Most dealers chose not to reclaim the 7% import VAT as this means the final selling price of the coins is lower and they are more competitive. The marginal rate scheme is where VAT is only applied to the mark up by the dealer.

i have noticed that German coins bought in German are quite expensive. This explains this as these coins are likely not imported from outside the EU. i am aware that at least some of the low VAT dealers import coins from the US. That they buy non-US [and US] coins from the US. So for example Royal Mint coins are bought from the US [outside the EU] when it from a shipping cost point of view would probably be cheaper to import them directly from the Royal Mint in the UK. This is b/c these coins would arrive in their offices with 19% VAT instead of the German customs 7% VAT.

UK dealers could do the same thing but there would be no advantage to it. If coins were imported from the US, HMRC i expect would charge 20% VAT as they went through customs. This is why it is not done b/c they do not have the advantage that customs charge a lower rate on coins imported from outside the EU.

However we then get to the HMRC rule of 5% VAT on silver coins [collectors' pieces] of numismatic interest. i see silvertrade.uk made strenuous attempts to import coins at 5%. i do not know how this finally worked out. He seems to be making progress but then did not post anymore on the forum he was posting information on. He is a very small trader.  It would be interesting to invite him to post his experiences on the forum. If anyone knows him would they make that invitation? 

Perhaps if the bigger dealers like Atkinsons, Chard and BullionbyPost banned together there might be real progress. Perhaps they have done this already but failed to make progress. This is why, on another thread, i asked questions of Lizzie from Chards about VAT and marginal rate scheme.This would be the way forward to getting the price of silver coins down in the UK if it worked it would actually make silver coins the cheapest in Europe outside Estonia. 

ps - i sent Martin from silvertrader.uk a message through his website asking him if is interested to tell forum members about his experience with HMRC and the 5% VAT rate on silver collectors' pieces of numismatic interest.

Edited by sixgun

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Martin from silvertrader.uk very promptly replied to my email. It is clear from his posts he spent a lot of time and effort on this issue and was thwarted several times along the way. He says he is making preparations should Brexit occur. i don't know any more than that.

Edited by sixgun

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On 20/09/2017 at 16:17, sixgun said:

yes - this is a question i put to Lizzie from Chard. i asked why UK sellers did not use the marginal rate scheme as used by the likes of silver-to-go and goldsilver.be. I didn't get an answer. For sure UK sellers are losing £millions in sales.

I thought I had answered this. Whilst we are restricted by HMRC we have to abide by their rules. Large fines for those that don't.

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2 hours ago, ChardLizzie said:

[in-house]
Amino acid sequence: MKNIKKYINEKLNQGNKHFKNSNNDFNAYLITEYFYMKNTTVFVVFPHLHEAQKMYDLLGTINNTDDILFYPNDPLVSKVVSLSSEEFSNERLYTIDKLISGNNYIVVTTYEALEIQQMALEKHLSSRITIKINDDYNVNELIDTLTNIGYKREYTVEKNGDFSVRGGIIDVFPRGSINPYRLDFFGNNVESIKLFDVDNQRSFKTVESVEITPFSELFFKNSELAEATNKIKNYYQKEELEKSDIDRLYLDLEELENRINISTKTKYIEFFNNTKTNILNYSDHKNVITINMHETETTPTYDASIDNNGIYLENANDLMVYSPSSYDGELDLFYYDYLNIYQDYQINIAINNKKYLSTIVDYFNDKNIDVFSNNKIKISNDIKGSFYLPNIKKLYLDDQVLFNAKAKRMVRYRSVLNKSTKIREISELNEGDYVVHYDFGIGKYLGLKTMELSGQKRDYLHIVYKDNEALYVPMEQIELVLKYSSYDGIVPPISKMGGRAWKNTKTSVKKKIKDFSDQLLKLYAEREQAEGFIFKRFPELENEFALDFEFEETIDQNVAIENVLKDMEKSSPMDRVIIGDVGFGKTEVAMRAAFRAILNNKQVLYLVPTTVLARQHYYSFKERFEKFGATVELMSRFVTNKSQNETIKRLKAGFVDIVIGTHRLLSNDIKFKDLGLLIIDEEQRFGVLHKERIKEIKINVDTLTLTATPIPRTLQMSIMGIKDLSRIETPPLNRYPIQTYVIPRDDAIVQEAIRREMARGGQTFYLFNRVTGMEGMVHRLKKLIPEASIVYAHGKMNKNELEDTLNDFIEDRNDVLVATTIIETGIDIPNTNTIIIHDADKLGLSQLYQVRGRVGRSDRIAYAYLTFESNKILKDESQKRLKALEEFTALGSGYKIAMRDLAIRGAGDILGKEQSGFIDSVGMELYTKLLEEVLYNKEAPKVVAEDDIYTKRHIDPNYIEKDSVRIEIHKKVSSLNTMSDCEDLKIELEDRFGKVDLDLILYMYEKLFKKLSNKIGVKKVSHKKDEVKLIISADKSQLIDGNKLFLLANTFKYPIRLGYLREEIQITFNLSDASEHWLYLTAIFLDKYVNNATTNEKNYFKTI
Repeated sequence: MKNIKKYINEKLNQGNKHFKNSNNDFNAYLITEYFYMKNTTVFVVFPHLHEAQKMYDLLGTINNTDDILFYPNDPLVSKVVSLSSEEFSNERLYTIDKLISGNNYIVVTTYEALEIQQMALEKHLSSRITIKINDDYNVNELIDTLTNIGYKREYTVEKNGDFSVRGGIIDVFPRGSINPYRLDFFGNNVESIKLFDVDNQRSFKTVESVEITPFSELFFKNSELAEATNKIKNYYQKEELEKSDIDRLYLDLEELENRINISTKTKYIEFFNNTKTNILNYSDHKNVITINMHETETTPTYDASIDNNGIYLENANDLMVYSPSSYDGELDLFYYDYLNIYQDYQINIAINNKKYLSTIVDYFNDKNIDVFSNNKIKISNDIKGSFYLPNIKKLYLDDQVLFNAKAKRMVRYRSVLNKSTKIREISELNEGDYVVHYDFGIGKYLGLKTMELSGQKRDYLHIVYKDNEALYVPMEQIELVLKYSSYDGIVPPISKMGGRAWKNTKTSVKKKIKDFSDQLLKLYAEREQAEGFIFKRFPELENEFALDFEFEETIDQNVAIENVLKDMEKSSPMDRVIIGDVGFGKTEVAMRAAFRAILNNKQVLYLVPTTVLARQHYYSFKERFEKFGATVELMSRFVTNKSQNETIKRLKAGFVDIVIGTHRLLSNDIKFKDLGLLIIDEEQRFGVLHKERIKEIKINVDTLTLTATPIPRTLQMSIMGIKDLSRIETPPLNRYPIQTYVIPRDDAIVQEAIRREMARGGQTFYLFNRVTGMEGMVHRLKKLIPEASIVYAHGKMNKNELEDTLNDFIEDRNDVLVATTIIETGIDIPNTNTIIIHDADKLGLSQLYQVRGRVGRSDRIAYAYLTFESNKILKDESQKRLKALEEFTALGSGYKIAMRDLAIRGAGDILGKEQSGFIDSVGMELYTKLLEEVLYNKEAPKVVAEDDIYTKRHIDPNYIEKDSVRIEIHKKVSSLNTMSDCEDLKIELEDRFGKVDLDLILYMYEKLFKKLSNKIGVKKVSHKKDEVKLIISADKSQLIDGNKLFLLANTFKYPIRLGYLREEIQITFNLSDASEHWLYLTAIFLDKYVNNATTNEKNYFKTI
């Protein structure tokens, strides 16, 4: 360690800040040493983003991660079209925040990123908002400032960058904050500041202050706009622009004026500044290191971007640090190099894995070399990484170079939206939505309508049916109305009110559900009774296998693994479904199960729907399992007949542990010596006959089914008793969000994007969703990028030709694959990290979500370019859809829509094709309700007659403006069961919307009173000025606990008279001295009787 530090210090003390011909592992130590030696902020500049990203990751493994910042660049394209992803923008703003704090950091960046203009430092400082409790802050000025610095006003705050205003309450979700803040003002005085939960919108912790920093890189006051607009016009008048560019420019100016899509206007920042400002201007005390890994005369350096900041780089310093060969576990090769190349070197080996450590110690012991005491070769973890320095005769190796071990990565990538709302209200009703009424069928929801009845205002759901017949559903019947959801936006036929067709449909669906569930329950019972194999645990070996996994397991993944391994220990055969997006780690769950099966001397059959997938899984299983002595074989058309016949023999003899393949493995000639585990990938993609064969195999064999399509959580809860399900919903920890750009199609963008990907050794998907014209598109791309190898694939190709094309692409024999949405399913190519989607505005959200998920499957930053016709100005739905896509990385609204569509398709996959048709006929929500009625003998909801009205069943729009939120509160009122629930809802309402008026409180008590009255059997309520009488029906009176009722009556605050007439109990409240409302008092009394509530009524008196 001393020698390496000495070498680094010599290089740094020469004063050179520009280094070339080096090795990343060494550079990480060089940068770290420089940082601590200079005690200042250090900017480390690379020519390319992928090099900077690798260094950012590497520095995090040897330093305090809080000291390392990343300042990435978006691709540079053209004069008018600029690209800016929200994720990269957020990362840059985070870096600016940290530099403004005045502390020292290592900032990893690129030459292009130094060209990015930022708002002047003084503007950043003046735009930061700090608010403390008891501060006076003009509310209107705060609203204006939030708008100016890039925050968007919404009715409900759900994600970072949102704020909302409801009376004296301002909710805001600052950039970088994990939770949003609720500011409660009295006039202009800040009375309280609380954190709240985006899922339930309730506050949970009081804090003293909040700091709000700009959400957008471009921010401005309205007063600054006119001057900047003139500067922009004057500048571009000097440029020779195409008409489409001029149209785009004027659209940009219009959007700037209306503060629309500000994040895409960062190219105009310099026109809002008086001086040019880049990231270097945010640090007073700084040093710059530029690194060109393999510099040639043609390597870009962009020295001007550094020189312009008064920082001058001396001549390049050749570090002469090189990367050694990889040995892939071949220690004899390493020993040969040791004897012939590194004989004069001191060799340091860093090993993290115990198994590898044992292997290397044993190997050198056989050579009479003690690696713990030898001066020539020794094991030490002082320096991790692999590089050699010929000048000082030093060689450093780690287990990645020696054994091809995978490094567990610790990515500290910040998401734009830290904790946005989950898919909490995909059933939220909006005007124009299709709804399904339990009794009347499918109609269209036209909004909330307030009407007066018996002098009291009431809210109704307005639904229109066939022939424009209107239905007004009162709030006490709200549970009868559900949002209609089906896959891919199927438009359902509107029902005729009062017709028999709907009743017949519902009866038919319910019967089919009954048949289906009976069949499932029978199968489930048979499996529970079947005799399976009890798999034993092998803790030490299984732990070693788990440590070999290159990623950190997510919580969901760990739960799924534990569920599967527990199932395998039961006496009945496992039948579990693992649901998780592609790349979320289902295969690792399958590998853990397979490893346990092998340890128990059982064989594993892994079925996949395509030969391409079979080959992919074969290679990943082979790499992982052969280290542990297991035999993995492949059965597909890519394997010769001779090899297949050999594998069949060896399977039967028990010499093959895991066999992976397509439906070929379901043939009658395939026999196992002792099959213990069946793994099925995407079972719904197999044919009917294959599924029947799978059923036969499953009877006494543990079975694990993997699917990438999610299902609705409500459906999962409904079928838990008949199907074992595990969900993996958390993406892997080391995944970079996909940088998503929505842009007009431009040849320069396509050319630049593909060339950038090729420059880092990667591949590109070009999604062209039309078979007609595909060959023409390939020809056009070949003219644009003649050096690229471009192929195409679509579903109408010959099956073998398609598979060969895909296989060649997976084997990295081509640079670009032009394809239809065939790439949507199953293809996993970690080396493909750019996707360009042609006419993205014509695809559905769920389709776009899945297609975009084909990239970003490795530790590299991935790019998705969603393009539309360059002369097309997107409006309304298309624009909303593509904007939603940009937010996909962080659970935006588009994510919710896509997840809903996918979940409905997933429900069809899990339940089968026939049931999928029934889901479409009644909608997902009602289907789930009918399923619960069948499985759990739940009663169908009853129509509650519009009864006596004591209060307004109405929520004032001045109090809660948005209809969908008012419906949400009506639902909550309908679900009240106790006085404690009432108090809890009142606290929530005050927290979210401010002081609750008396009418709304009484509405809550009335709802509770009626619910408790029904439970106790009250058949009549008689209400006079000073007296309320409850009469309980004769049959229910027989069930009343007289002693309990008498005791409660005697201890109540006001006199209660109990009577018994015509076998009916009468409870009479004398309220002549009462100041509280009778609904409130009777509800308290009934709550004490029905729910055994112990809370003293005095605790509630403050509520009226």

I thought I had answered this. Whilst we are restricted by HMRC we have to abide by their rules. Large fines for those that don't.

i have done further research into this since that post. From the information i have been given, silver coins are imported into Germany, usually from the US and are taxed at 7% by German customs. This VAT is not reclaimed by the dealer. The coins are then sold as second hand under the marginal rate scheme where there is only VAT on profits. In one of the shipping trackers for silver i bought from goldsilver.be who are in Belgium, the silver coins were warehoused in Germany, so i presume goldsilver.be have an office in Germany and imported it from say the USA into Germany and then shipped them to the UK.

My original question was that German dealers use the marginal rate scheme  [with new coins] so why don't UK dealers do this? Now i can see why. UK customs will customarily slap 20% VAT on imported silver coins, unlike German customs who charge 7% VAT. There would be no advantage to using the exploits used by German dealers b/c of the difference in VAT rates. Now there is the issue of 5% customs VAT on silver collectors' pieces of numismatic interest but that is another story which has been covered more than once on the forum.

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34 minutes ago, sixgun said:

My original question was that German dealers use the marginal rate scheme  [with new coins] so why don't UK dealers do this? Now i can see why. UK customs will customarily slap 20% VAT on imported silver coins, unlike German customs who charge 7% VAT. There would be no advantage to using the exploits used by German dealers b/c of the difference in VAT rates. Now there is the issue of 5% customs VAT on silver collectors' pieces of numismatic interest but that is another story which has been covered more than once on the forum.

Surprised you've let off the trail at the end there... surely the whole point is the application of the 5% VAT rate rather than 20%?  Aren't the rules behind this the same between UK and Germany not the same under EU law, if not why not (harmonisation and all that)?

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Funny how the hmrc will hound people who don't make that much money for ever more if they think they have been short changed and levy fines upon them but if you're a billionaire they seem much less willing to chase you and will even come to agreements where you reportedly pay less than you should owe.  By god, if they decided I owed them even a few hundred quid I'd never hear the end of it